The mid-sized Sheriff’s Department in the Volunteer State chose Case Closed Software after a long, thorough search for a solution provider capable of delivering “a feature-rich, affordable solution for managing investigations and the investigative unit”. The core modules of the software include Investigative Case Management, Link Analysis, Confidential Informants Management, Property & Evidence, Gang Tracking, and Departmental Reporting. According to a company spokesperson, the software also includes a mobile application for investigators in the field, and real-time alerting designed to help agencies solve crimes faster.
Case Closed Software said that the solution is being installed immediately, and that the agency will be fully implemented by April 30, 2017.
For more information on Case Closed, visit www.caseclosedsoftware.com
Lost in the news of the recent demise of New Zealand based crime-fighting software developer Wynyard Group, is an interesting report published just weeks before the company ceased operations.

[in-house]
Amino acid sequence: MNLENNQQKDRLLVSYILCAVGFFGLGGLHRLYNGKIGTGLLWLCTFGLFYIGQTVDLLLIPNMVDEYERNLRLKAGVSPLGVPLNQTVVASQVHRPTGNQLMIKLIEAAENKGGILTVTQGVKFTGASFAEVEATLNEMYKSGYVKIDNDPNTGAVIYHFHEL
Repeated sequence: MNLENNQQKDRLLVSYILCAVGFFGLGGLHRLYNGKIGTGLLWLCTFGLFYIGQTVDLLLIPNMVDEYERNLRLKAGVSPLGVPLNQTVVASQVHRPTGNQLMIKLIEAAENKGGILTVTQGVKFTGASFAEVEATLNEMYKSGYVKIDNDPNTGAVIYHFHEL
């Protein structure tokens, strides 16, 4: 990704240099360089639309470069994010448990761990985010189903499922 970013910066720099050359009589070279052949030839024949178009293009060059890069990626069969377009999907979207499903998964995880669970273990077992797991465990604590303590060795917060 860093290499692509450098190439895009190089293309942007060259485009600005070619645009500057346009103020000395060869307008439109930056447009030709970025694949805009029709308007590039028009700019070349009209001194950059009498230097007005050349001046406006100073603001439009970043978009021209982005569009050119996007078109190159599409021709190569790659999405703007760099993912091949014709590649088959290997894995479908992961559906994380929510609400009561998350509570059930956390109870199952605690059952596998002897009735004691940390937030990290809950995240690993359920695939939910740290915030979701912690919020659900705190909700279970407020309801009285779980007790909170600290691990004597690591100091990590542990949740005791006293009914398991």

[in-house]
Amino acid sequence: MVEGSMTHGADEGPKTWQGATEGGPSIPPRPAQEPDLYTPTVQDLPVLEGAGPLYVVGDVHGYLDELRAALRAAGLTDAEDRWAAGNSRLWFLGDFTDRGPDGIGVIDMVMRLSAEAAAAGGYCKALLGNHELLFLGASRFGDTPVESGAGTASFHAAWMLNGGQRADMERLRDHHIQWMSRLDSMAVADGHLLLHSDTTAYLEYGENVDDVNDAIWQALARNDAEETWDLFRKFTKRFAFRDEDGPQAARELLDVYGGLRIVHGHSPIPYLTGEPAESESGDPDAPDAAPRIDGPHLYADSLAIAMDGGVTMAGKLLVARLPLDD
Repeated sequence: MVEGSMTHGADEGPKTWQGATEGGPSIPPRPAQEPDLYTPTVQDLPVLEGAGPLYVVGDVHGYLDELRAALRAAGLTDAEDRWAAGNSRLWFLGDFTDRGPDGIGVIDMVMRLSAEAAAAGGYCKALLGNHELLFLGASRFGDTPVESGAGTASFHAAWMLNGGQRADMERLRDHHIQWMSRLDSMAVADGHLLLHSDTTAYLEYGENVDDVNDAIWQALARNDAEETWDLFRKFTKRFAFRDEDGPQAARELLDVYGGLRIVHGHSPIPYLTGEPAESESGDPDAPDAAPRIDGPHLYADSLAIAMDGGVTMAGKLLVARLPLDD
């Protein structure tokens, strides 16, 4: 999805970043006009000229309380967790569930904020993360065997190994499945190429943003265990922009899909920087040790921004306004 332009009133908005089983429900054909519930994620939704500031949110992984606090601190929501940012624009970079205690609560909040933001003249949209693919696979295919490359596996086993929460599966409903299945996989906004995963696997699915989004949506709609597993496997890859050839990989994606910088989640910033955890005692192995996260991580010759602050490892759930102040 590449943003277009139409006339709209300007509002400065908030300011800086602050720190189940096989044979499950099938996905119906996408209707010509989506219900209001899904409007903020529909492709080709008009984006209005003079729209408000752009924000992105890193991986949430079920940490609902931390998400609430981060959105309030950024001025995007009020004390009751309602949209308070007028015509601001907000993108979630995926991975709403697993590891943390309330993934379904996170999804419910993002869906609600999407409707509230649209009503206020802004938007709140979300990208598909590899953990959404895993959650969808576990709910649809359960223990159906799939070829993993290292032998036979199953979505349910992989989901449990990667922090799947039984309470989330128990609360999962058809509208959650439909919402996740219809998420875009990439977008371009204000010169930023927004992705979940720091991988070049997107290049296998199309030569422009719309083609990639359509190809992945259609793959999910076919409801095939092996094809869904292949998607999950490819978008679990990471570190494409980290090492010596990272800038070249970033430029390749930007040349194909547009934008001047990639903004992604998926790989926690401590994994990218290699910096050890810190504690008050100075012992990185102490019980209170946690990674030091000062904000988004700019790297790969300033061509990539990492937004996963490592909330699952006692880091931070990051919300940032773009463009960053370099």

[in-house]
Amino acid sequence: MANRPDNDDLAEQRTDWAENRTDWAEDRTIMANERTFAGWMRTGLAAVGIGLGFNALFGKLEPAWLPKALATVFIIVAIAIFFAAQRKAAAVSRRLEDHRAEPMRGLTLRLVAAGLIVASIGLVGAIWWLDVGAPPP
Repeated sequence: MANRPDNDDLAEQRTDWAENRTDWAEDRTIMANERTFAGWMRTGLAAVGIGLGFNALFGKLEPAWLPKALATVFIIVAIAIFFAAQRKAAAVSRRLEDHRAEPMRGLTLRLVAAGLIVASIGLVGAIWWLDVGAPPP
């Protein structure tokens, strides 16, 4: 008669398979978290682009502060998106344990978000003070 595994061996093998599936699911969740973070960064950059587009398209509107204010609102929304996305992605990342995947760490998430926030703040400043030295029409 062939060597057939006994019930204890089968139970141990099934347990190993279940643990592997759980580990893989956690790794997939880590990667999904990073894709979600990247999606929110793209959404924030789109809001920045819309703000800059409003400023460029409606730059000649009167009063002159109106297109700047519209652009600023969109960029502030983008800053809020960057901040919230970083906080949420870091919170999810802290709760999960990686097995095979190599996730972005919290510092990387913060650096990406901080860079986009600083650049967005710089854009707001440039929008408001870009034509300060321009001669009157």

According to the study, just 55% of U.S. law enforcement agencies currently utilize investigative case management software (CMS), and the majority of users are unhappy with their current systems.
Thirty-seven percent of the study respondents are not currently using any type of automated system, and rely mainly on paper files and spreadsheets to manage their investigations.
Investigative case management software has long been the domain of larger agencies and departments, and is only now truly affordable for smaller departments. The software allows investigators to manage the investigation process from start to finish. The more robust software allows agencies to assign cases and tasks, manage deadlines, store and maintain physical and multimedia evidence, and to search for relevant information across disparate databases.